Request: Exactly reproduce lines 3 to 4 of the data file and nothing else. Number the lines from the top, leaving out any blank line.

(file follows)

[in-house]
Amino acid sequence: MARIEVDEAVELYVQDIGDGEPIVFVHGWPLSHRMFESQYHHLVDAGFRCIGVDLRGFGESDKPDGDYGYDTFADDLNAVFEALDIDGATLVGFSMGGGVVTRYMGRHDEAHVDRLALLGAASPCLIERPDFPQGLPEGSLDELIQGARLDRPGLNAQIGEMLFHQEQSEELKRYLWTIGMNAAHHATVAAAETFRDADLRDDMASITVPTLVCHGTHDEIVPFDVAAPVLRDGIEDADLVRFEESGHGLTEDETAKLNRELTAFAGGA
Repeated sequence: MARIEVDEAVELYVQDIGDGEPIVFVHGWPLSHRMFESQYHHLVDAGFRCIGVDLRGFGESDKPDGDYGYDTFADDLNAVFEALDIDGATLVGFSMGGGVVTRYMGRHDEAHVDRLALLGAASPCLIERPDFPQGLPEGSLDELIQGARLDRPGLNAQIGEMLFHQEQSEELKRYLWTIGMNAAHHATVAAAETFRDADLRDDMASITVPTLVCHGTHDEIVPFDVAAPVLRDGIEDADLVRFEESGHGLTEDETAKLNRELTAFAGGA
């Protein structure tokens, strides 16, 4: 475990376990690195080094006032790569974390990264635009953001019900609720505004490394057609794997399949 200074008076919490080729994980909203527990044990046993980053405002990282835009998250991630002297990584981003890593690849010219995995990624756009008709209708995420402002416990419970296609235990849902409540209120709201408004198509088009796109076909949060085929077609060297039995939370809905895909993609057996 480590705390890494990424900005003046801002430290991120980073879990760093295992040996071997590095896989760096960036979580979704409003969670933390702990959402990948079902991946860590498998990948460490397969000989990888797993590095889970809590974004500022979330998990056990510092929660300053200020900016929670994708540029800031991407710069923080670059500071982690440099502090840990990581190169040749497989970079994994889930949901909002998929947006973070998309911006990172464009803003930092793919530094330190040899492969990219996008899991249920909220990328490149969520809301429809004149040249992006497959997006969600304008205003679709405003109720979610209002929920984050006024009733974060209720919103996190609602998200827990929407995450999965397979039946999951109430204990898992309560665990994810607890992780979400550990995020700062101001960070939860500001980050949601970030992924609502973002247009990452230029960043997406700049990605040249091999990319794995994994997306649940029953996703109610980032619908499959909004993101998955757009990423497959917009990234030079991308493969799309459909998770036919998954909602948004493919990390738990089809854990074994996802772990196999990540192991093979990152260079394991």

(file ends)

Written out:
Repeated sequence: MARIEVDEAVELYVQDIGDGEPIVFVHGWPLSHRMFESQYHHLVDAGFRCIGVDLRGFGESDKPDGDYGYDTFADDLNAVFEALDIDGATLVGFSMGGGVVTRYMGRHDEAHVDRLALLGAASPCLIERPDFPQGLPEGSLDELIQGARLDRPGLNAQIGEMLFHQEQSEELKRYLWTIGMNAAHHATVAAAETFRDADLRDDMASITVPTLVCHGTHDEIVPFDVAAPVLRDGIEDADLVRFEESGHGLTEDETAKLNRELTAFAGGA
């Protein structure tokens, strides 16, 4: 475990376990690195080094006032790569974390990264635009953001019900609720505004490394057609794997399949 200074008076919490080729994980909203527990044990046993980053405002990282835009998250991630002297990584981003890593690849010219995995990624756009008709209708995420402002416990419970296609235990849902409540209120709201408004198509088009796109076909949060085929077609060297039995939370809905895909993609057996 480590705390890494990424900005003046801002430290991120980073879990760093295992040996071997590095896989760096960036979580979704409003969670933390702990959402990948079902991946860590498998990948460490397969000989990888797993590095889970809590974004500022979330998990056990510092929660300053200020900016929670994708540029800031991407710069923080670059500071982690440099502090840990990581190169040749497989970079994994889930949901909002998929947006973070998309911006990172464009803003930092793919530094330190040899492969990219996008899991249920909220990328490149969520809301429809004149040249992006497959997006969600304008205003679709405003109720979610209002929920984050006024009733974060209720919103996190609602998200827990929407995450999965397979039946999951109430204990898992309560665990994810607890992780979400550990995020700062101001960070939860500001980050949601970030992924609502973002247009990452230029960043997406700049990605040249091999990319794995994994997306649940029953996703109610980032619908499959909004993101998955757009990423497959917009990234030079991308493969799309459909998770036919998954909602948004493919990390738990089809854990074994996802772990196999990540192991093979990152260079394991």